Shutting down industrial plants always sets off a crisis in the localities affected. A strategy of territorial development with the aim of recreating jobs must respond to this loss of confidence in the future. What approaches are to be implemented ? What actors are to intervene with what economic means and for what results ? The experience acquired by Charbonnages de France, first in coal mining aleas and then elsewhere, provides answers.
Sodiv and the restructuring of the Mines de Potasse d’Alsace
Create jobs there where stockholders are massively destroying them, this is the challenge for a firm in charge of redynamisation. Highly integrated in the local economy, the company has to play on what is positive so as to help new activities emerge in new firms and thus create new jobs. Funds are necessary, as well as a methodical, pragmatic approach for putting them in operation and successfully redeveloping the local area and its population’s skills. Sodiv and the Mines de Potasse d’Alsace illustrate how to do this.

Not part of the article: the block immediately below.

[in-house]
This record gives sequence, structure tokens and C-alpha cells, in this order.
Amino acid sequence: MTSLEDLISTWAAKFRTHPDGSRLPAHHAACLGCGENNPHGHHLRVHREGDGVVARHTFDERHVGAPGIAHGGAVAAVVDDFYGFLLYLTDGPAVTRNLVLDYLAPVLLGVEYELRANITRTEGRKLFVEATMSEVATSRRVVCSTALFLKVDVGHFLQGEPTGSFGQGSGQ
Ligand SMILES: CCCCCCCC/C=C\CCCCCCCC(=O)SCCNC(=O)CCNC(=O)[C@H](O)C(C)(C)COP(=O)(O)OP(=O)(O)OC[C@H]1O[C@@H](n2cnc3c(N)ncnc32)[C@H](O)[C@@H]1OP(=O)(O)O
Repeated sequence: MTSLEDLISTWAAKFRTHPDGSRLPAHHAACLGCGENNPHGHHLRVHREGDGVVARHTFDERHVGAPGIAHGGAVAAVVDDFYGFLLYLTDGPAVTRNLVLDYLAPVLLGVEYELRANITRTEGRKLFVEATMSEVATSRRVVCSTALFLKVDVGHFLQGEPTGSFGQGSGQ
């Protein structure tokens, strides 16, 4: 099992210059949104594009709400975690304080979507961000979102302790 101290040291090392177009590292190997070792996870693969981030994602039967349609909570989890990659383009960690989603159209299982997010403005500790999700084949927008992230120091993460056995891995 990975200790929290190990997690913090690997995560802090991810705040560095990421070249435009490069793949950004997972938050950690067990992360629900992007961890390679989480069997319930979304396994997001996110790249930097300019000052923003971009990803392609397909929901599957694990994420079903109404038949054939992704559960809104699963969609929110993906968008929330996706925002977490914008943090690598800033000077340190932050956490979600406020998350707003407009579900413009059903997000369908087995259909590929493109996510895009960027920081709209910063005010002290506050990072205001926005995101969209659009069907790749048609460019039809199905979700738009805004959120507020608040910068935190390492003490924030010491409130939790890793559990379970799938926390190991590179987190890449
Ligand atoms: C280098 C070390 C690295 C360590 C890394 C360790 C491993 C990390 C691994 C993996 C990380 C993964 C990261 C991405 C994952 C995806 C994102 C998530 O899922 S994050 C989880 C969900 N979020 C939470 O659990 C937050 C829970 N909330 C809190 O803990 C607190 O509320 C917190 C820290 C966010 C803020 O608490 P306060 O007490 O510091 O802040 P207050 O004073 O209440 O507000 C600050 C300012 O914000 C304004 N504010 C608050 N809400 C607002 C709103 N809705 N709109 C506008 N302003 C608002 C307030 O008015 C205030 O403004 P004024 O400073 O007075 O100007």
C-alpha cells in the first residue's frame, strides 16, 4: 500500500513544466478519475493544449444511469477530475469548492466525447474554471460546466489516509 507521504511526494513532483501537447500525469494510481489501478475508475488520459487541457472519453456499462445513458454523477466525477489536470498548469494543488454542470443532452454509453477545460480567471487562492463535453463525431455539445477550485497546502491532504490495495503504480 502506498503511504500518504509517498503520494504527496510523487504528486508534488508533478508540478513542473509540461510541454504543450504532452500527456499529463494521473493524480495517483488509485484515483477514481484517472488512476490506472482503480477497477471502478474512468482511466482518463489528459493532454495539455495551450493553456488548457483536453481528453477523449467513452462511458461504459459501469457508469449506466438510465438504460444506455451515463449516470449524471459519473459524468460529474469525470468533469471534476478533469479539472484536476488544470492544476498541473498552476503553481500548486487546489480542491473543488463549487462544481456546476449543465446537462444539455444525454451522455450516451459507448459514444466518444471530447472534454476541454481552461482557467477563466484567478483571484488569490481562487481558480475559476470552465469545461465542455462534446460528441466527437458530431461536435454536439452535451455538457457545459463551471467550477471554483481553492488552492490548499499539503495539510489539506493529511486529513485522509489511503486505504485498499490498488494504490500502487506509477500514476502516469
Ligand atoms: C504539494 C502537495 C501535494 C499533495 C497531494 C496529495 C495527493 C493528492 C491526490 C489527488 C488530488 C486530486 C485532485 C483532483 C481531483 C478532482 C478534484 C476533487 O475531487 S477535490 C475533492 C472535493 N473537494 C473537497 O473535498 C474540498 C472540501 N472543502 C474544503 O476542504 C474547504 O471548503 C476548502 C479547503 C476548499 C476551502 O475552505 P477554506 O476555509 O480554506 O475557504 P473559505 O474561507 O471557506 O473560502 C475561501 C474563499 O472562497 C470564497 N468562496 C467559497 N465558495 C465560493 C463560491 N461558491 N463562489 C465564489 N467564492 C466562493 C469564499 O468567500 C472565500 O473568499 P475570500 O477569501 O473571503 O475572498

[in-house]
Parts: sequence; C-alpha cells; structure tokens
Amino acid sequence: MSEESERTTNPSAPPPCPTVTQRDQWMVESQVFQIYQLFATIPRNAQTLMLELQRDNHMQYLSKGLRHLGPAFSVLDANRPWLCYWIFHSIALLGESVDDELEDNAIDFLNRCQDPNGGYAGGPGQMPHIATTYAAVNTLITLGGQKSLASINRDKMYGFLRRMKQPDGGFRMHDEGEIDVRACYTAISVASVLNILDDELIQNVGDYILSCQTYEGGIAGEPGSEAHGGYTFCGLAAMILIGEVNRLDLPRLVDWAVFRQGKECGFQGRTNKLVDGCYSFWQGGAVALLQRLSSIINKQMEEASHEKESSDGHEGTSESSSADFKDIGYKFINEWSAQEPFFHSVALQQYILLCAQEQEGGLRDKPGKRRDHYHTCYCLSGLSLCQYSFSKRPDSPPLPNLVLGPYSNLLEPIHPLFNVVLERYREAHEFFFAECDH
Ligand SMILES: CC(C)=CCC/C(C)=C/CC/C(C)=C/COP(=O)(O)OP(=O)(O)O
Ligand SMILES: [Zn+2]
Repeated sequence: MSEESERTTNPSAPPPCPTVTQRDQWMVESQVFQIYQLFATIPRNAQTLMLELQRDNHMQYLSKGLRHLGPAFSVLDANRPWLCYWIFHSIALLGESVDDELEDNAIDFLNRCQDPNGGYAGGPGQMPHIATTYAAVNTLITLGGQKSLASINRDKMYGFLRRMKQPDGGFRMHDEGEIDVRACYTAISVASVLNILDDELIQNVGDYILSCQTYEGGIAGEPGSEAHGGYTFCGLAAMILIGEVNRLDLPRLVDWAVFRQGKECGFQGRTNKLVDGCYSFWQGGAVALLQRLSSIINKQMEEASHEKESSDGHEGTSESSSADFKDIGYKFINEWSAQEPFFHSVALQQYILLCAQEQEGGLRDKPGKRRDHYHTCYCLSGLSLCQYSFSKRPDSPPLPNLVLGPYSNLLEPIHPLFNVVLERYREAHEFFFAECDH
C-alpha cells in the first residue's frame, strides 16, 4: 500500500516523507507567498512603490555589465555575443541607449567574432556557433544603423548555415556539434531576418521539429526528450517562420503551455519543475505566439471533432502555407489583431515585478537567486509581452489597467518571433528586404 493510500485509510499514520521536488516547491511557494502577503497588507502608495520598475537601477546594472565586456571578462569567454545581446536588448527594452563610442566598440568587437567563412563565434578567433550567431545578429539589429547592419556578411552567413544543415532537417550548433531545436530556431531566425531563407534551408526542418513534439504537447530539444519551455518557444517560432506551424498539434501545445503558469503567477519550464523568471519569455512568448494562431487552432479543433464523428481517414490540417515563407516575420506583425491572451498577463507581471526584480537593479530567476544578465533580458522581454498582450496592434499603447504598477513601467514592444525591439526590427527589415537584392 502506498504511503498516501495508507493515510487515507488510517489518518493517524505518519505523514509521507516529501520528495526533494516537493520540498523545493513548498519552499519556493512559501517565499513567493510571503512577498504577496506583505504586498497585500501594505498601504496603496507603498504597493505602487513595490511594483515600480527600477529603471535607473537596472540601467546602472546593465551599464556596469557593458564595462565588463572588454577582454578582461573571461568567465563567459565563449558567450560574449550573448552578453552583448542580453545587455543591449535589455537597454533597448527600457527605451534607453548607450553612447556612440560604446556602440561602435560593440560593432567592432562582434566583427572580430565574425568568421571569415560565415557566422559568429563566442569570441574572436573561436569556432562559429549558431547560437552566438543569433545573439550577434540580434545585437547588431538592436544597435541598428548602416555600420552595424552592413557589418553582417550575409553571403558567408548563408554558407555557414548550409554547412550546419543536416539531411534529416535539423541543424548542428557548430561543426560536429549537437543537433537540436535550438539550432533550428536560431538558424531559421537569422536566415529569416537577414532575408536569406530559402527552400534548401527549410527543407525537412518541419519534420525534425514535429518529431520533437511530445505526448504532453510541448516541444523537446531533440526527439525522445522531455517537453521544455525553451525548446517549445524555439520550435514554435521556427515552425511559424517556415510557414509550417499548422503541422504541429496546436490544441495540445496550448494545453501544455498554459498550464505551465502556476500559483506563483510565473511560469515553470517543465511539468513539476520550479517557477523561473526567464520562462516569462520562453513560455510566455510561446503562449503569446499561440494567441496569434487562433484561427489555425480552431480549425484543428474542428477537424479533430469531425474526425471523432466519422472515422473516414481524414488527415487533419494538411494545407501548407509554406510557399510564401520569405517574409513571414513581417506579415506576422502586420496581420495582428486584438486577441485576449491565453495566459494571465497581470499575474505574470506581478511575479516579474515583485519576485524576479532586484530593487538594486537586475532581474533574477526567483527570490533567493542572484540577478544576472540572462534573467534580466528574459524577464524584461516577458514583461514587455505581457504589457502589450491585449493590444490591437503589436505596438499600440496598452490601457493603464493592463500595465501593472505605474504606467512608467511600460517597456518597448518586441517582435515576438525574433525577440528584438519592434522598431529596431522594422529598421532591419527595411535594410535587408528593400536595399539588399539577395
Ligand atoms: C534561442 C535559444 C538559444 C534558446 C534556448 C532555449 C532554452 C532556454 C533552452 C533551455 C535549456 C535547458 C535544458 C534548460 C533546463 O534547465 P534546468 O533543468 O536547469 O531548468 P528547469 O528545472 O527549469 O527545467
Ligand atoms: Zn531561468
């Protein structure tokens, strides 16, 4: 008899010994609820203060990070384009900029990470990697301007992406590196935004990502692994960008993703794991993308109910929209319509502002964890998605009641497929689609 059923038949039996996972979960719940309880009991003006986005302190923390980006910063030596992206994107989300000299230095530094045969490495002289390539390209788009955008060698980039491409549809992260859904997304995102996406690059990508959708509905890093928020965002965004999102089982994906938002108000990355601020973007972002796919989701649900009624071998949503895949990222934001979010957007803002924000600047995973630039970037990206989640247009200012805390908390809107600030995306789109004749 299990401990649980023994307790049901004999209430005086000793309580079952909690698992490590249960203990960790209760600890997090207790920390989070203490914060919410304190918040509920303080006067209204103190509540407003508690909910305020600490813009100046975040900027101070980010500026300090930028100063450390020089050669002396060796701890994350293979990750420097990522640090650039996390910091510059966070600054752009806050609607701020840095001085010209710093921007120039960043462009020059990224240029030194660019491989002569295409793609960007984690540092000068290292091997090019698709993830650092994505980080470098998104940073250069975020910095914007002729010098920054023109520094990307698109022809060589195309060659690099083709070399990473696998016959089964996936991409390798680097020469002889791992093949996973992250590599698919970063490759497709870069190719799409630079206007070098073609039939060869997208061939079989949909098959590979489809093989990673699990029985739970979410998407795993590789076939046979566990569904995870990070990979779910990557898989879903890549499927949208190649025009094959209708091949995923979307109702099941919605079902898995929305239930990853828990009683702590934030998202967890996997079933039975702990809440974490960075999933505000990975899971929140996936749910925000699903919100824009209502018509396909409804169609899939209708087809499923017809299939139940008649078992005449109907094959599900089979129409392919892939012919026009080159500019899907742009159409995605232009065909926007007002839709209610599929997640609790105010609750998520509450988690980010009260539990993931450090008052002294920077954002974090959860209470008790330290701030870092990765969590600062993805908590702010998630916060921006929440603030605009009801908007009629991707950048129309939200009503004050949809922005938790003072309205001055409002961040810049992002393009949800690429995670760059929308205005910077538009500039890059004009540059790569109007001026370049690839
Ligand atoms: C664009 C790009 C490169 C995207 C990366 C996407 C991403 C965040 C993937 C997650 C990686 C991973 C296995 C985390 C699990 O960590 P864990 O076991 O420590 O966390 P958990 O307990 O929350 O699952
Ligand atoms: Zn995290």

Is it possible to provide training for creating a corporation?
Stéphane Boiteux and Jean-Claude Duriez
Training prepares a person for a social function. Training in creation of corporations has to prepare future creators to understand the social functions of their creations. To design training programs of this sort, questions must be raised about their contents.
Call centers at the core of a relational society
Philippe Baldin and Frédéric Jurain
Call centers have thrived in recent years and are now a significant source of jobs. What has underlain this trend ? Will it continue in the coming years ? Do these new jobs have prospects ? What does tomorrow hold for this new economic activity ? A few points of information will help us better understand this poorly known market.
The France that is not going to fail
This issue of Annales des
Mines inquires into the momentum, both territorial and sectorial, in restructuring
industry. The announcement of a bill of law on scientific research suggests
it is time to take stock and ask what must be done so that the transformation
of industry, instead of being synonymous with a slow decline, offers a